Christian Themes (Masterplots II: Christian Literature)
In the midst of World War I, Pope Benedict XV issued the papal encyclical, Humani Generis Redemptionem, addressed to Catholic bishops throughout the world. In this encyclical, Benedict addresses the matter of Christian preaching. He quotes extensively from the Bible and draws heavily on the example of Saint Paul.
Benedict emphasizes the momentous place of preaching in the Christian life and redemption by noting that Jesus Christ relied exclusively on the preaching of the apostles to spread his religion throughout the world. “It pleased God, by the foolishness of our preaching, to save them that believed” (I Corinthians 1:21). Preaching is the means God chooses not only to spread Christianity but also to preserve and fortify it. However, surveying the situation of the Christian world, Benedict concludes that the state of preaching had declined precipitously, contributing to the misfortunes of the world at that time, and the decay of Christian virtues and popular morals.
To restore the efficacy and the perfection of preaching, Benedict diagnoses three causes for deviation from ideal Christian preaching and the correctives for each. The three causes are that the preaching employs the wrong person, the wrong intention, and the wrong method.
As to the first cause, the wrong person, Benedict notes that the highest duty of a bishop is to preach the Gospel. The apostles embraced preaching as among the powers that they received from Christ and a power that they in turn passed on to the bishops as their successors in church office. To assist in this task, bishops delegate their duty of preaching to others, especially priests. Those not selected and approved by a bishop are not authorized to preach. A bishop should exercise the greatest care...
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Christian Themes (Masterplots II: Christian Literature)
Preaching the Gospel is at the heart of Christian life. In declaiming the level of preaching in his day, Pope Benedict XV in Humani Generis Redemptionem emphasizes the central and historic place of preaching the word of God. Christianity is unique among world religions, even world movements, in the centrality of preaching. Preaching is central to its life and the growth of its believers, and hence to their salvation. “Go ye into the world and preach the Gospel” (Mark 16:15). As Benedict notes at the beginning of this encyclical, the preaching of the apostles “renewed the face of the earth.”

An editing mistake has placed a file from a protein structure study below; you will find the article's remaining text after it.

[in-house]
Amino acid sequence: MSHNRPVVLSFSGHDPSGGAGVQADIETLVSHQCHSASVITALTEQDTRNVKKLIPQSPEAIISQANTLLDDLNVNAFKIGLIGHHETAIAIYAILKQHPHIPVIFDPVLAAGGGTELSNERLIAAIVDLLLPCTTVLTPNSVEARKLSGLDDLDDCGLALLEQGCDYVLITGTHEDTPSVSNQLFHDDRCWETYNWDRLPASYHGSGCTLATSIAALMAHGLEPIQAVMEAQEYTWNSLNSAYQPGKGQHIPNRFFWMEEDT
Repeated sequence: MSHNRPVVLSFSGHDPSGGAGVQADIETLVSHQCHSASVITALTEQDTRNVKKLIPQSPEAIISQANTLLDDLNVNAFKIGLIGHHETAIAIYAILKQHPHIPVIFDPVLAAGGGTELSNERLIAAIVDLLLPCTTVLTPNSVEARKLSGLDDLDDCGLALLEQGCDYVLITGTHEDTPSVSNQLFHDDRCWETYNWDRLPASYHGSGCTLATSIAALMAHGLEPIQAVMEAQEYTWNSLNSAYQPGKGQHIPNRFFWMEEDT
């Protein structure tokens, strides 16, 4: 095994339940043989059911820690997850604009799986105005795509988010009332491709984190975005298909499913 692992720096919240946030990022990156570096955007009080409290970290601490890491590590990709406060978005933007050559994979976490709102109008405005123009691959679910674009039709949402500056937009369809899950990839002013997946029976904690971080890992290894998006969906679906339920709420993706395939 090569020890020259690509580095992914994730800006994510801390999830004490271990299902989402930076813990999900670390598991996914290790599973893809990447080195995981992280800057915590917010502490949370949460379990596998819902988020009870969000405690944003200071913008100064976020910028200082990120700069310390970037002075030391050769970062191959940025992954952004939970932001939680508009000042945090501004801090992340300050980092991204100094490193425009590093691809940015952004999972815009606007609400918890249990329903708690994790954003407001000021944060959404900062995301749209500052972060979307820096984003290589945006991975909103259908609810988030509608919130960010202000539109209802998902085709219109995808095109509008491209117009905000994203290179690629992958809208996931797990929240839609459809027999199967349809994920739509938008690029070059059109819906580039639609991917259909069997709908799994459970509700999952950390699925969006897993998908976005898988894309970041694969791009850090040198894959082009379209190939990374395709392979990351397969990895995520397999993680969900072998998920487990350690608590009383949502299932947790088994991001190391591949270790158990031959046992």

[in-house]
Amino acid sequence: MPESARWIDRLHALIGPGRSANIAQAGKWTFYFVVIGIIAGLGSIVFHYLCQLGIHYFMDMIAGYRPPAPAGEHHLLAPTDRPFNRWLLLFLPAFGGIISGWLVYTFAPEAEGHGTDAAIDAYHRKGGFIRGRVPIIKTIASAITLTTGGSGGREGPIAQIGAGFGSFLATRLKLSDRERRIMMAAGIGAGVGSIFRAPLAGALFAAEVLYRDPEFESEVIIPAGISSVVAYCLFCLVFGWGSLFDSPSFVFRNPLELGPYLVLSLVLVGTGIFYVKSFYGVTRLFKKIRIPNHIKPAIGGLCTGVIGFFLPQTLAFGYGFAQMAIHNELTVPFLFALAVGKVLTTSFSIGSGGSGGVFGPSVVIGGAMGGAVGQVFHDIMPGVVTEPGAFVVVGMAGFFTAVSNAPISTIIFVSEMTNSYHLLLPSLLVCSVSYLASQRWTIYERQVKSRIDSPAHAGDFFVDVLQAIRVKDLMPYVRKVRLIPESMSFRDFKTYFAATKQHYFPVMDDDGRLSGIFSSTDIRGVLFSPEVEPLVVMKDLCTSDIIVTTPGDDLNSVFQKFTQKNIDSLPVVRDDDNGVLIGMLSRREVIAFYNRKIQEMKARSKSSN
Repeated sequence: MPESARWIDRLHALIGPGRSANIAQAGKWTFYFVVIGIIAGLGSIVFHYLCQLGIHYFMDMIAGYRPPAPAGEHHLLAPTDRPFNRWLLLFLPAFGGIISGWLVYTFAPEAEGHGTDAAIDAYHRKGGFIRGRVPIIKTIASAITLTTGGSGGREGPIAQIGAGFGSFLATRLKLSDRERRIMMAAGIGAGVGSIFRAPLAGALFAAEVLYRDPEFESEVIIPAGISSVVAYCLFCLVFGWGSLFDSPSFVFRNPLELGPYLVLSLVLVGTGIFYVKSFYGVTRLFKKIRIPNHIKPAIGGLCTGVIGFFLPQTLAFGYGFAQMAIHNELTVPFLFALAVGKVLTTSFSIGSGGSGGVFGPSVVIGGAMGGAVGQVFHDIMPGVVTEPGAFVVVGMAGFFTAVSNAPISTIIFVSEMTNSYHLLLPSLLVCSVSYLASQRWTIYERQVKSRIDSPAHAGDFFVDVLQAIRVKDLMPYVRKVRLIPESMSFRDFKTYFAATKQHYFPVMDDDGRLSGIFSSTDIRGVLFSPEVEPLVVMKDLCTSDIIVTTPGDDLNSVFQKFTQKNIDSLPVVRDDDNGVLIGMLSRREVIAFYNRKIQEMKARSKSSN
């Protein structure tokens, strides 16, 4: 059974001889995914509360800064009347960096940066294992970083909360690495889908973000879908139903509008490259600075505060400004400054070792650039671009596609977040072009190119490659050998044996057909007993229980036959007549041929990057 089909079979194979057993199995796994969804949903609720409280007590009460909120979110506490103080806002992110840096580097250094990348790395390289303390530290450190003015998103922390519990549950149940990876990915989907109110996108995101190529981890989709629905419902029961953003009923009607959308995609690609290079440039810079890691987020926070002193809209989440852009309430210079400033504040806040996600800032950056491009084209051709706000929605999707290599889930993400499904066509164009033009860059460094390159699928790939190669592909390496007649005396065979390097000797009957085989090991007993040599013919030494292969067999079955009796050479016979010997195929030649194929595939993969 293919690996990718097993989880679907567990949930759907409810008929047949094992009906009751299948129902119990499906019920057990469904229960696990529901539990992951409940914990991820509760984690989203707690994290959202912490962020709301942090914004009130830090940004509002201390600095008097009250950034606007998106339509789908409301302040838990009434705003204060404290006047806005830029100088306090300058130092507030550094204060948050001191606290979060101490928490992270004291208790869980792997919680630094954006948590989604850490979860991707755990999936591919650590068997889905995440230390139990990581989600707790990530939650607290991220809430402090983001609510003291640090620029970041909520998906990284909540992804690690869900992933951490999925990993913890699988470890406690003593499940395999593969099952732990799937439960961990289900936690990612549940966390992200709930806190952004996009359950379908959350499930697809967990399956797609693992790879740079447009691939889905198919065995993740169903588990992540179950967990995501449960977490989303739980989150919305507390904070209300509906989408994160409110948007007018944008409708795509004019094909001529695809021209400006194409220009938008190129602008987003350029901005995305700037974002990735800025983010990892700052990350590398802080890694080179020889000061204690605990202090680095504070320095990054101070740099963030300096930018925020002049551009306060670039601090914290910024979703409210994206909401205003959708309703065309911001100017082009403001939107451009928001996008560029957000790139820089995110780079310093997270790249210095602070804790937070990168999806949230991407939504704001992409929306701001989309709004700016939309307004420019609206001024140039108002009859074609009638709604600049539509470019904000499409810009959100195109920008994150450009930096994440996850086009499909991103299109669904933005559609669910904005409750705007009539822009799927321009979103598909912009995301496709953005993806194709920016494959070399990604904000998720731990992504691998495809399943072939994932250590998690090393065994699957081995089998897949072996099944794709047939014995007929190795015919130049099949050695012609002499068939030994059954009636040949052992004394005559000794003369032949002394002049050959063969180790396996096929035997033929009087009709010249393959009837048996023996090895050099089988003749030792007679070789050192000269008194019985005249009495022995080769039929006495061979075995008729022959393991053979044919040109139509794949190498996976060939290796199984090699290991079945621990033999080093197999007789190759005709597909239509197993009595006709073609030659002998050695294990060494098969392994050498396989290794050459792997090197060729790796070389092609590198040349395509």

Throughout the encyclical, Benedict draws on the Bible and the Church’s great theologians to illustrate what preaching means for the Christian Church. Preaching is, of course, of fundamental importance to all Christian denominations; in fact, it is with Protestant churches that the term “preacher” is more commonly associated. Nevertheless, the centrality to Catholicism of preaching is exemplified by this encyclical.
In this context, we can understand the connection Benedict draws between preaching and the clerical state. He counts preaching as a preeminent function of the bishop; for practical reasons, priests share in this ministry. The criteria Benedict sets out for choosing priests applies as well to preachers, or perhaps more accurately to priests in their role as preachers: holiness of life and acquisition of formation and knowledge. Benedict understands the office of preacher in the context of the church hierarchy; priest and preacher are usually united in one office. Likewise, too, the office of missionary, not necessarily held by a priest but central to Christian preaching, is ultimately approved by the bishop.
A final distinctive characteristic of the encyclical, one with which all Christian denominations can concur, is the prominent role of Saint Paul, to whom Benedict refers to with great respect as “The Apostle” and “The Preacher of Truth.” Saint Paul had the most exalted view of the preached word, which he described as more piercing than any two-edged sword. Paul, who by his preaching began the conversion of the Gentile world, is the model of all preachers.
Shortly after the promulgation of Humani Generis Redemptionem, the Vatican’s Sacred Congregation of the Consistory issued a decree embodying many of Benedict’s proposals (Acta Apostolicae Sedis, IX, 1917). Rule 21, for example, urged that priests’ sermons be founded on sacred Scripture.
Bibliography (Masterplots II: Christian Literature)
Sources for Further Study
Edwards, O. C. A History of Preaching. Nashville, Tenn.: Abingdon Press, 2004. This exhaustive history of preaching, spanning all Christian centuries and denominations, traces developments in Christian Churches through their proclamation of the preached word.
Peters, Walter. The Life of Benedict XV. Milwaukee, Wis.: Bruce, 1959. This biography of Benedict XV emphasizes the importance of Humani Generis Redemptionem in calling for a return to Scripture-based preaching and in urging an elevation of the importance of quality preaching in the life of Catholic priests.
Pollard, John. The Unknown Pope: Benedict XV (1914-1922) and the Pursuit of Peace. London: Geoffrey Chapman, 1999. This recent study of the papacy of Benedict XV recounts his pacific efforts to achieve a truce in World War I, a role Benedict alludes to in the beginning of Humani Generis Redemptionem.
Ratzinger, Joseph Cardinal. Dogma and Preaching. Translated by Matthew O’Connell. Chicago: Franciscan Herald Press, 1983. An anthology of essays, meditations, and homilies addressing issues of Christology, liturgy, and pastoral ministry. Cardinal Ratzinger succeeded John Paul II to the papacy in 2005, taking the name Benedict XVI.